From the defrost function on the microwave, to the automatic garage door opener, to the advances in healthcare/food/vehicle safety that mean I’m likely to live longer than the previous generation, technology has improved pretty much every aspect of my day-to-day existence. And, with the tech sector becoming increasingly important to the New Zealand economy, it’s also starting to improve the country as a whole.
The technology issue of Idealog – 'Reality Check' – focused on those positives and aimed to show the momentum of the sector and the opportunities all this rapid change is creating. But we also tried to think deeply about some of the ramifications of these technologies.
To the believers, embracing new technologies is a no-brainer; an inevitability in the process of progress. But to others, just because something exists, doesn’t mean we should use it. I sit somewhere between abstract optimism and anecdotal cynicism on that spectrum. I regularly find myself trying to convince people that, despite the perception the world is falling apart at the seams, it has actually never been a better place and that the technologies, scientific advances and economic development we have seen in the past few decades have been nothing short of phenomenal. As Thomas Friedman explains in Thank you for Being Late: An Optimist's Guide to Thriving in the Age of Accelerations: “Everything that is analog is now being digitised, everything that is being digitised is now being stored, everything that is being stored is now being analysed by software on these more powerful computing systems, and all the learning is being applied to make old things work better, to make new things possible, and to do old things in fundamentally new ways.”
But for all the broad benefits, I also feel like the relationship we have with some technology is becoming unhealthy. The gravitational pull of the smartphone means we check it hundreds, if not thousands, of times a day. The social media feed is digital dopamine. And while technology is meant to create efficiencies, we are often expected to work, simply because the technology allows it. We’re basically stuck in a shiny version of the Skinner Box, named after Harvard psychologist BF Skinner, who showed that rats’ behaviour could be influenced by rewards – or, more specifically, variable rewards.
Like many parents, I have also started to question whether technology is getting in the way of social development, interrupting important moments and, perhaps over-dramatically, leading to a loss of an essential part of our humanity. In his book Irresistible (and in our Q&A a few weeks ago), the psychologist Adam Alter says he believes we are in the grip of unprecedented behavioural addiction and, as he points out, those making the technology know it (Steve Jobs famously didn’t let his kids play on the iPad because he understood how addictive it was).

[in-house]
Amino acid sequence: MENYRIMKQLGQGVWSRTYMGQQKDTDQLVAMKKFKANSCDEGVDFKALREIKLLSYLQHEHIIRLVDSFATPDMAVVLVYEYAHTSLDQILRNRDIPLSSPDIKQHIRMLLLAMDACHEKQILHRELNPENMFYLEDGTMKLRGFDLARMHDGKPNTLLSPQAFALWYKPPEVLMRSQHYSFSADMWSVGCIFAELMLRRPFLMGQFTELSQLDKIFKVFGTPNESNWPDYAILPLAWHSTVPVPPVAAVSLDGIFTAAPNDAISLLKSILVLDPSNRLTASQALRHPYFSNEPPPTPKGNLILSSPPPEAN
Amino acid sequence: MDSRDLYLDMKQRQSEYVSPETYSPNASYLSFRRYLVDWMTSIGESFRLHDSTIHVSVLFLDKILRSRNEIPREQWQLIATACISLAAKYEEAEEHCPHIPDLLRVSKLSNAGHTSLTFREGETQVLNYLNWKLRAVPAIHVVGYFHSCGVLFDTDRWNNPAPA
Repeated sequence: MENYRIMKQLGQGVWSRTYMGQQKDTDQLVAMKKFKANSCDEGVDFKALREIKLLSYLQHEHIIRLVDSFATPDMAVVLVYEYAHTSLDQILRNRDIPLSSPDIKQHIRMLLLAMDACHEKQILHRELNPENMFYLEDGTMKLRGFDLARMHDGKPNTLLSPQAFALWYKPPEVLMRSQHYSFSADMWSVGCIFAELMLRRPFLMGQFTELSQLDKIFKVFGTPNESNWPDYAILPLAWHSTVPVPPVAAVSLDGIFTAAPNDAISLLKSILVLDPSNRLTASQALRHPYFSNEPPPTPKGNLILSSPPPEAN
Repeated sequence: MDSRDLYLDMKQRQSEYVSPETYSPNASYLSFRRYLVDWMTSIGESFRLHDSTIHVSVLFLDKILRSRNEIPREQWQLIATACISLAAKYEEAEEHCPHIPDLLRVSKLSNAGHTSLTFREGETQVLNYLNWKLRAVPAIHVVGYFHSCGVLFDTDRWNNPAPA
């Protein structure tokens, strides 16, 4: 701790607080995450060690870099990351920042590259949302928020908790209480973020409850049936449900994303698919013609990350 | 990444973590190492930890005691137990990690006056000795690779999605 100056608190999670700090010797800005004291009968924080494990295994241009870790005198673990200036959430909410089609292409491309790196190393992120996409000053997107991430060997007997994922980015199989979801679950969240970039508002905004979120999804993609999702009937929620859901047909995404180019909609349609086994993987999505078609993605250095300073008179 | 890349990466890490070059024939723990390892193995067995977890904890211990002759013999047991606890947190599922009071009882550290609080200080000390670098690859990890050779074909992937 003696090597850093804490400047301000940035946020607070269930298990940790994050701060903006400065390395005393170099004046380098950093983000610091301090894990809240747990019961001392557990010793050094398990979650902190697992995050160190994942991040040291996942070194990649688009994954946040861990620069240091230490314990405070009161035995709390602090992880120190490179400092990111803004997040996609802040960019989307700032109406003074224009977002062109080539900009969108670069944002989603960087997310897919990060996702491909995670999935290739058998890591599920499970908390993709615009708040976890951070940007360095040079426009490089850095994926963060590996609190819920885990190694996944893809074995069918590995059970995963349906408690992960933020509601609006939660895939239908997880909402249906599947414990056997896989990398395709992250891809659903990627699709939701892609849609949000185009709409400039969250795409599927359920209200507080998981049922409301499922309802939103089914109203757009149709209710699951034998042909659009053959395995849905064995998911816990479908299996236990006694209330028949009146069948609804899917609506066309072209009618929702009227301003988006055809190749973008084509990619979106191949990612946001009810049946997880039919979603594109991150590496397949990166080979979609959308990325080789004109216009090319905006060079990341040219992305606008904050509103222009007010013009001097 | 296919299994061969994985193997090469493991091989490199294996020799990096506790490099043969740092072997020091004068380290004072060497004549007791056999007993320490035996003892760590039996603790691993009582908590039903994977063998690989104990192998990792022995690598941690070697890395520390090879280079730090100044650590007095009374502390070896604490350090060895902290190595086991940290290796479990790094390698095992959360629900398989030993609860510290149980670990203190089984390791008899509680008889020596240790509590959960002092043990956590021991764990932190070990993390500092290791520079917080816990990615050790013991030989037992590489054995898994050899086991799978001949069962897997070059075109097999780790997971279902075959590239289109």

Tristan Harris, who worked for Google and now researches digital ethics, says this might seem trivial because it’s just people clicking on screens, but he believes it’s diminishing the human capacity for making free choices: “What happens when you magnify that into an entire global economy? Then it becomes about power.”
The internet is paved with good intentions and Silicon Valley parodied the faux-philanthropy of the place with aplomb. And as Nick Bilton, a tech reporter who recently released a book about the libertarian dreamer behind the Silk Road, Ross Ulbricht, says: “A lot of times the problem in Silicon Valley is that people come up with a good idea that’s supposed to do a good thing – you know, to change the world and make it a better place. And it ends up inevitably having a recourse that they don’t imagine.”
He points to 3D printing, a technology that was supposed to completely upend the global manufacturing sector but, before that, was used to create plans for 3D printed guns that could more easily be smuggled through airports. More recently, he has examined new audio and video technologies that could take the fake news issue to a whole new nefarious level and continue to erode trust and destabilise democracy.
Tony Fadell, the design genius who helped create the iPod and later the iPhone, before starting smart thermostat company Nest, recently summed up the tension between good disruption and bad disruption that we explored in the Technology Issue and that we will continue to explore online in August: “I wake up in cold sweats every so often thinking, what did we bring to the world? Did we really bring a nuclear bomb with information that can – like we see with fake news – blow up people’s brains and reprogramme them? Or did we bring light to people who never had information, who can now be empowered?”
Technology isn’t good or bad, although it can certainly become bad if it’s used in the wrong way and it can come from bad places. But it seems more pervasive, more addictive and more inescapable these days. That obviously brings plenty of commercial opportunities, many of which are being exploited by clever New Zealand companies that Idealog often covers. But should we simply have faith that these technologies will be used responsibly and will have positive effects? And how do we ensure these technologies are being ethically designed?
Technology can feel magical. Paying without paying as you get out of your Uber. Receiving validation through notifications on your latest social post. Experiencing your favourite show whenever you want. Seeing an artificially intelligent baby respond like a real one. But, when taken too far, or when used too much, technology can also feel hollow – and even dangerous. It’s a fine balance. And while the benefits are undeniable, we should also be careful what we wish for.
Ben Fahy is publisher/editorial director of Idealog.
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